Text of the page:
Copyright © 2020 Albuquerque Journal
SANTA FE – A male bear killed last week by Los Alamos police was confirmed to be the same black bear that attacked a woman at Pajarito Mountain Ski Area, leaving her seriously injured.
DNA samples collected from the victim and the attack site were sent to a Wyoming wildlife forensic laboratory and confirmed the bear that was shot is the one that attacked the 37-year-old woman, said Tristanna Bickford, a spokeswoman with the New Mexico Department of Game and Fish.
She said the agency hasn’t determined what prompted the 200-pound bear to attack the woman, who was at the ski area with her husband to view the NEOWISE comet.
“It would be pure speculation,” she said. “We can’t pinpoint a reason for the attack.”
The victim, Cassandra Marie Scallon of Los Alamos, sustained multiple injuries, including a collapsed lung, broken bones and bite and scratch marks, Game and Fish said.
She was listed in stable condition at the University of New Mexico Hospital in Albuquerque, a hospital spokesman said Wednesday.
Scallon and her husband, Greg Salvesen, were sitting on the deck at the ski area hoping to view the comet when a bear approached the two just after sunset on July 17.
“Coming within a foot of the couple, the bear began chasing the woman and attacked her in the parking lot,” Game and Fish said in a news release the day after the attack.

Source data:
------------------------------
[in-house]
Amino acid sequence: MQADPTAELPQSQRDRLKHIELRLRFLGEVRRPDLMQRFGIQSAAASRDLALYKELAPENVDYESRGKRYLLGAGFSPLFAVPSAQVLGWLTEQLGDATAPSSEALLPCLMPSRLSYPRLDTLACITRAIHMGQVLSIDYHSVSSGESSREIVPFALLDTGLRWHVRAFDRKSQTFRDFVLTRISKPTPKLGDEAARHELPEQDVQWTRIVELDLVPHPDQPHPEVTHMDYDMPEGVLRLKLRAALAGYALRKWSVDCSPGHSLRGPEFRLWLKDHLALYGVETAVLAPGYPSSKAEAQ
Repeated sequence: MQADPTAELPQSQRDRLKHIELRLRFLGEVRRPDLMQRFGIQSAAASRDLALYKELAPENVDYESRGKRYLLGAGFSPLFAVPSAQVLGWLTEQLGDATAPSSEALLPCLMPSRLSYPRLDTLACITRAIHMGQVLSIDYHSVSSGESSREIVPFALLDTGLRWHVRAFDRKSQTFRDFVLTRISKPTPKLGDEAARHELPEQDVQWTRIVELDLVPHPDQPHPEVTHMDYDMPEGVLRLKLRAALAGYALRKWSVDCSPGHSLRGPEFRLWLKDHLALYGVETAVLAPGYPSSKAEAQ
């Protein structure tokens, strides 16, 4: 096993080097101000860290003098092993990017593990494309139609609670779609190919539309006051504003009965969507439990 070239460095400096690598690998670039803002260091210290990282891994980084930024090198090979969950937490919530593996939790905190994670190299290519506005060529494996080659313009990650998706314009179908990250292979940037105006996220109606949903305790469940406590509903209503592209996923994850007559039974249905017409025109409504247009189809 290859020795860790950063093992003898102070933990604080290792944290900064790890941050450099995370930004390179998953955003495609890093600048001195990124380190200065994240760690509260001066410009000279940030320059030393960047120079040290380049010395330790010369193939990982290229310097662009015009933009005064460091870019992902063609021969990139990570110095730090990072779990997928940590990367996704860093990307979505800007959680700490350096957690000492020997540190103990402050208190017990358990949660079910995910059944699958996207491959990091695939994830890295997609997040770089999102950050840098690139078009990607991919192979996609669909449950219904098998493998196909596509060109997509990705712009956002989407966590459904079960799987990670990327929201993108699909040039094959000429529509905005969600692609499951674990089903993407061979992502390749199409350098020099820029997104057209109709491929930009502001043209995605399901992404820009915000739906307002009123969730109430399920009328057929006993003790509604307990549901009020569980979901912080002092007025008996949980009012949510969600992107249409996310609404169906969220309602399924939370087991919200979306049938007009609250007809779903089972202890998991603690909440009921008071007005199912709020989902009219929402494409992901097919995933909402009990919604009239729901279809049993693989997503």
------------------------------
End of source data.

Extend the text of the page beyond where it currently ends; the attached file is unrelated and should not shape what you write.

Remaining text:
Police logs show that emergency responders received a phone call from Salvesen at about 9:30 p.m., informing them of the attack and that he was on his way to the Los Alamos Medical Center with his wife.
Los Alamos police officers, who arrived at the ski area before Game and Fish officers, spotted a bear eating trash nearby and fatally shot it in a tree.
An officer “has (the) bear in his sights” and he was killed with two shots after Game and Fish gave their OK, the police log said. The bear was “lodged in a tree” and police requested a ladder from the fire department to get the bear down.
“Bear attacks in general are pretty uncommon in New Mexico,” Bickford said.
There was one bear attack in New Mexico in 2019 and three in 2018 with the recent attack being the first in 2020, she said.
Asked if this attack was out of the ordinary, considering there was apparently no food or cubs present, Bickford said, “It’s hard to tell. Every bear attack is unique.”
Weather conditions can also play a part in human-bear encounters, Bickford said.
“Any time there are extended periods of dry conditions we can expect to see more bears trying to make use of human food and water sources,” she said.
According to “Bear Attacks: Their Cause & Avoidance,” a book by Canadian professor Stephen Herrero, there were 61 fatal black bear attacks in North America from 1900-2009. Ninety percent of them were deemed to be predatory, meaning the victim was seen as prey.
In a small percentage of bear attacks a dog was present. Scallon and Salvesen had their dog with them at the time of the attack.